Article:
Play to your Strengths

I recently had the chance to meet with Dr. Tedd Mitchell the president of the Texas Tech University Health Science Center to talk about leadership. Before he was the president of the Health Science Center Dr. Mitchell was the CEO of The Cooper Clinic, an internationally renowned preventive medicine health clinic with more than 550 employees. He currently oversees about 10,000 employees within the Health Science Center programs. Dr. Mitchell knows a little bit about leadership and management.

He told me that one of the most important, and most seldom practiced, leadership principles is focusing on your strengths. You can only become truly exceptional at those things you consider to be your strengths. You have natural strengths with things that you ENJOY doing, so you will naturally gravitate toward those traits when given a choice. Most managers think that they need to identify their employees’ weaknesses and work to improve those weaknesses.

David almost took this approach when he faced Goliath in Samuel 17. Saul was concerned that David was too young and too small beat Goliath. He tried to force David to do it his way by arming him with bulky armor:

“38 And Saul armed David with his armour, and he put an helmet of brass upon his head; also he armed him with a coat of mail.

39 And David girded his sword upon his armour, and he assayed to go; for he had not proved it. And David said unto Saul, I cannot go with these; for I have not proved them. And David put them off him.”

David decided to play to his strengths instead of his weaknesses, and thank goodness for that. He was an expert with the sling and very fast. We all know how the story goes from there. What if David had listened to his “manager?” He would have played to his weaknesses by using that heavy armor. The story would have turned out very differently.

Comments: Have you ever had any experiences similar to this? Have you seen a person or an organization play to their strengths instead of their weaknesses?

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One thought on “Play to your Strengths

  1. In case you haven’t read it yet, you might want to pick up the book Strengthsfinder, or even more specifically, Strengths-based Leadership. It comes from the school of Positive Psychology and Positive Organizational Studies, which is centered on that very idea. Instead of seeking the weaknesses in individuals (or organizations) to diagnose for treatment, instead of seeks the strengths in the hopes of helping the individual develop those. In the past, many tried to simply “fix the problem” only to find that the solution is temporary. By instead focusing on strengths, often the weaknesses are brought along for the ride – they get better along with the improved strengths.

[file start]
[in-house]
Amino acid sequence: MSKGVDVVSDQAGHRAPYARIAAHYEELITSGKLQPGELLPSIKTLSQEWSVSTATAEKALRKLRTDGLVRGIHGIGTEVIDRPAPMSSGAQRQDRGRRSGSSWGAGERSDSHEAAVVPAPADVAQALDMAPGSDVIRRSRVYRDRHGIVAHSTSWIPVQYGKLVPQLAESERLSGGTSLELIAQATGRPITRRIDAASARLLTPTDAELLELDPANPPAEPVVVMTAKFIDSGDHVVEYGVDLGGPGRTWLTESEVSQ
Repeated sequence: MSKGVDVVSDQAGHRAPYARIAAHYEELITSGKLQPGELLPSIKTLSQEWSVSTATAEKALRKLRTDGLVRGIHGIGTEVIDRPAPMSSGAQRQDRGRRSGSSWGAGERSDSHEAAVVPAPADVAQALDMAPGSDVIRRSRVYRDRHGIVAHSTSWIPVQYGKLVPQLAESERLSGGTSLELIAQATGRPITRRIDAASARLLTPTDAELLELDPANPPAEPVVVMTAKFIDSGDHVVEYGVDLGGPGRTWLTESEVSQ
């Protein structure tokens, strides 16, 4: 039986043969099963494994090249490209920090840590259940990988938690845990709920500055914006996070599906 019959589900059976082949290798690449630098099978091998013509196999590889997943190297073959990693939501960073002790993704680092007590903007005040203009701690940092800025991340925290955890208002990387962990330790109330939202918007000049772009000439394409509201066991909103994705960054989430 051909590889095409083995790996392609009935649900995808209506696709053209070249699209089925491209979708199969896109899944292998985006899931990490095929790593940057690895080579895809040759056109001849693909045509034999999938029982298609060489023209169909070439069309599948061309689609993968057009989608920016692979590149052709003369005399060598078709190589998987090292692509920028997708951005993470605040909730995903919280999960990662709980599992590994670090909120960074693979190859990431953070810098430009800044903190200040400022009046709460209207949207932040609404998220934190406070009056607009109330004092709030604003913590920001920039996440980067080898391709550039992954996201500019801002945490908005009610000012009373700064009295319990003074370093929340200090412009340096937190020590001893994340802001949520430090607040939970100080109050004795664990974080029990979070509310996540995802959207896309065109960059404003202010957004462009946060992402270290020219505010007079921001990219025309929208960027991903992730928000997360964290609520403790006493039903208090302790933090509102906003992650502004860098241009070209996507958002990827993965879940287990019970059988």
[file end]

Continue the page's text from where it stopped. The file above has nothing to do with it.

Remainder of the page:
As for specific examples, my favorite example is one I refer to as the employee who hired himself. We had a good relationship with this man as he ran the dock for our major shipping customer. He had suffered a pay cut and came to us asking for a job. We told him “Well, we have no real need until January, since this is our slow season. Check back in January.” Somehow he took that to mean we would hire him in January, which he shared with his employer. They responded by firing him immediately, and we felt bad enough about the misunderstanding that we went ahead and gave him a job. Within six months he was ranked among our top salesmen, and today he is number one. He accomplishes these sales by playing to his strengths of communication with drivers and suppliers, and he warms them up to future business by discussing their favorite sports. In some ways, it is arguable that these are his two main strengths with not very many others to show for it, yet he applies them so effectively that he appears to be a savant. Certainly I have seen other examples of strengths applied to effectiveness, but he is among the best to demonstrate that even with just two talents, a person can be the best in their job.

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